The project Spatial Counterpoint was a bid book project for the European Capital of Culture – Pafos2017, in the context of the formal programme of events in Paphos, Cyprus, during the year 2017. It was designed in 2012, developed in 2015–2017 and was materialised and performed in July 2017.

The theme of the project focused on the different stories that seemed to be hidden in every space, house, square and street of Paphos. The town of Paphos and its urban fabric has been revamped, due to the preparations for holding the title of European Capital of Culture, thus, creating a hybrid space, a utopian Paphos, with fragmented memories that still seem to haunt it. Selected places in the town centre became the source of creation for a group of professional artists from various disciplines and different countries who came together to blend their knowledge and artistry in contemporary site-specific dance performances. Each performance had the target to promote the idiosyncrasies of each specific location, creating a stage that hosted works inspired from itself and invited the audience to participate, on a trail of performative games through “Ktima” the city centre of Paphos.

– Erica Charalambous, PhD Dance Digitisation Research student C-DaRE

Spatial Counterpoint(s) short film: https://youtu.be/dMthI7VKpuI

You are our Body (short documentary on Spatial Counterpoint Project): https://www.youtube.com/watch?v=asAIpthbrVc

Spatial Counterpoint Teaser: https://www.youtube.com/watch?v=ifw7jJLow_Y

Facebook Teaser: https://www.facebook.com/czach17/videos/10155655261098184/

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Image: Andreas Constandinou – Fotokinisi

performing empowerment – hetty blades

I am currently undertaking fieldwork in Sri Lanka as part of the AHRC/ESRC funded project, Performing Empowerment. The project team is led by Dr Lars Waldorf (University of York) and includes Adam Benjamin (Plymouth University) and me, along with our project partners; VisAbility, Church of the American Ceylon Mission, Swamy Vipulananda Institute of Aesthetic Studies (Eastern University) and University of Peradeniya. Our aim is to evaluate VisAbility’s model, which combines what they refer to as ‘mixed-abled’ dance and rights awareness workshops as a way of empowering people with (conflict-related) disabilities to exercise their rights. We are using a range of methods, including interviews, self-assessment, observation, and practical tasks to try and understand how the workshops impact on the self-esteem, self-confidence and rights knowledge of the participants. This first data set will be compared with information from the second round of workshops and data collection in December 2017- January 2018 in order to assess the long-term impact of this work. To find out more please look at our website and follow us on social media.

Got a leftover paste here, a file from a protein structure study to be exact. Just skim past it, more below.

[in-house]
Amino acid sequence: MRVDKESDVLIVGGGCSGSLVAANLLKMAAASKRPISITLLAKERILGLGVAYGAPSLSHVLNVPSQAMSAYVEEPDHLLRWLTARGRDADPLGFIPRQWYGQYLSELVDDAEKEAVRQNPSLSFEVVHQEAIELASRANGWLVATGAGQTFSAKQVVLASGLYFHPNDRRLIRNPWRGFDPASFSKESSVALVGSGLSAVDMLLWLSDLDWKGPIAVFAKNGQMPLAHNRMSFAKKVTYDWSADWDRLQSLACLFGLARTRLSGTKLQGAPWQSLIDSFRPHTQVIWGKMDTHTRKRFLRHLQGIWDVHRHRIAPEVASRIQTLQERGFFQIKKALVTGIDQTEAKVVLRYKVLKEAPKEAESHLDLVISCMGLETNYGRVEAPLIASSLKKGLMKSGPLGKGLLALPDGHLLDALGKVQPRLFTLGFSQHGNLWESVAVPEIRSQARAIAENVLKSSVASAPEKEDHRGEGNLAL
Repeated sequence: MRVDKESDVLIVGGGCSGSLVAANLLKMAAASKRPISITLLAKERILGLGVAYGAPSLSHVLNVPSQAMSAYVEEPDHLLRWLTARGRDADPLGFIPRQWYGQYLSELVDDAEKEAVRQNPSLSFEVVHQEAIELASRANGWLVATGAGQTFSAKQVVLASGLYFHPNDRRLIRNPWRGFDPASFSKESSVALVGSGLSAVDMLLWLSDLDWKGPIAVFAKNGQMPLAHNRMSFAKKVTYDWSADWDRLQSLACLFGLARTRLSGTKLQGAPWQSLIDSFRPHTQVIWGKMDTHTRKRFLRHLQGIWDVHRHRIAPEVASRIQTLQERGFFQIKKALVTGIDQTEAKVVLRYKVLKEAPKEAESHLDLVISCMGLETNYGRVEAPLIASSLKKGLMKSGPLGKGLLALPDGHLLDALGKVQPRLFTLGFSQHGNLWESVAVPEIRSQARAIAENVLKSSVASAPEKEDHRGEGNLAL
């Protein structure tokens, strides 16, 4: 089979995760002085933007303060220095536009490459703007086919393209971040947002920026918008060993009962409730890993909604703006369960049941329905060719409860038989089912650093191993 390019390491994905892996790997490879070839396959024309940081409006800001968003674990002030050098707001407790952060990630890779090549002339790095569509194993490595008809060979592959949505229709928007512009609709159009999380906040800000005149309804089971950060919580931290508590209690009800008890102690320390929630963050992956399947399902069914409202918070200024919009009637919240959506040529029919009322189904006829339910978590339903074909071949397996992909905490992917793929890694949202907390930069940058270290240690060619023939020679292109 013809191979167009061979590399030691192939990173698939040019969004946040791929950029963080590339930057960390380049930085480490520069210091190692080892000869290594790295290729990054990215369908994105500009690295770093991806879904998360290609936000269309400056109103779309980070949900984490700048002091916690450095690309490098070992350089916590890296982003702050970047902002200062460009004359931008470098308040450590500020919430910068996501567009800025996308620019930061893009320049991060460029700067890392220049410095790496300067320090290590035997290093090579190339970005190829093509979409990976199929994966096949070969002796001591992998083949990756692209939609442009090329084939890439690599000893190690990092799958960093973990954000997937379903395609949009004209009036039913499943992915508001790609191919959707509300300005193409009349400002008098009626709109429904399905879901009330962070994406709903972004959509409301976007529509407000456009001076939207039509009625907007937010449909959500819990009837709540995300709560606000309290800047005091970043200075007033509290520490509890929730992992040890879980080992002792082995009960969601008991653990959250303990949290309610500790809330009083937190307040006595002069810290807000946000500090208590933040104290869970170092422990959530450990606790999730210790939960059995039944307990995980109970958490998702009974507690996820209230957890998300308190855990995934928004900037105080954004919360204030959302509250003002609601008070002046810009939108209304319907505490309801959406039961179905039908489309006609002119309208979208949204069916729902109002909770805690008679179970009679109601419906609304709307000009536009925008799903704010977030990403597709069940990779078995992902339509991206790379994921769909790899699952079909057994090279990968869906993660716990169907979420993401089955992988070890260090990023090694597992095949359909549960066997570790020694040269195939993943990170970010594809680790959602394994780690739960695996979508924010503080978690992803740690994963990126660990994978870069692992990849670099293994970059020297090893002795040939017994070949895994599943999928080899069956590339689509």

Website: https://performingempowerment.wordpress.com
Twitter: @perfempowerment
Facebook: https://www.facebook.com/perfempowerment

– Hetty Blades

WhoLoDancE

WhoLoDanceE is a three year project (January 2016-December 2018) Research and Innovation Action, under the framework of ICT2015 of Horizon 2020 aiming at designing and developing whole body interaction tools to support dance learning. The consortium of WhoLoDanceE consists of a) Technical Partners, b) Four Dance Expert partners from different countries (UK, Spain, France and Greece) with a mixed profile of Dance Education institutions and choreographing companies, covering four different dance genres (ballet, contemporary, flamenco, and Greek folk). The aim of the project is to create new technologies for capturing and analyzing dance movement to facilitate whole-body interaction learning experiences for a variety of dance genres. Working together we will develop a protocol for the creation and/or selection of dance sequences drawn from different dance genres for different teaching and learning modalities. Our initial work has involved designing a methodology for selecting the appropriate shots for motion capturing, to acquire kinetic material, which will provide a satisfying proof of concept for Learning scenarios of particular genres. The emergence of virtual reality applications and human-like interfaces has given rise to the necessity of producing realistic models of the human body.[1] The WhoLoDancE project is bringing together a team of expert technologists, developers, researchers, dancers, artists and 2D and 3D model designers to develop a teaching-learning-creative digital tool that can allow the user to employ a variety of state-of the art methods to facilitate in the learning and teaching of dance. The dancing human body is at the core of this EU-Funded Horizon 2020 research project and is allowing programmers to discuss modelling techniques while also pulling in expert teachers, dancers and choreographers.

Project team: Sarah Whatley, Ruth Gibson, Karen Wood, Rosa Cisneros.

Images courtesy of Giulio Bettini.


  1. Sarris, N. and Strintzis, M. (2005). 3D modeling and animation. Hershey: IRM Press.  ↩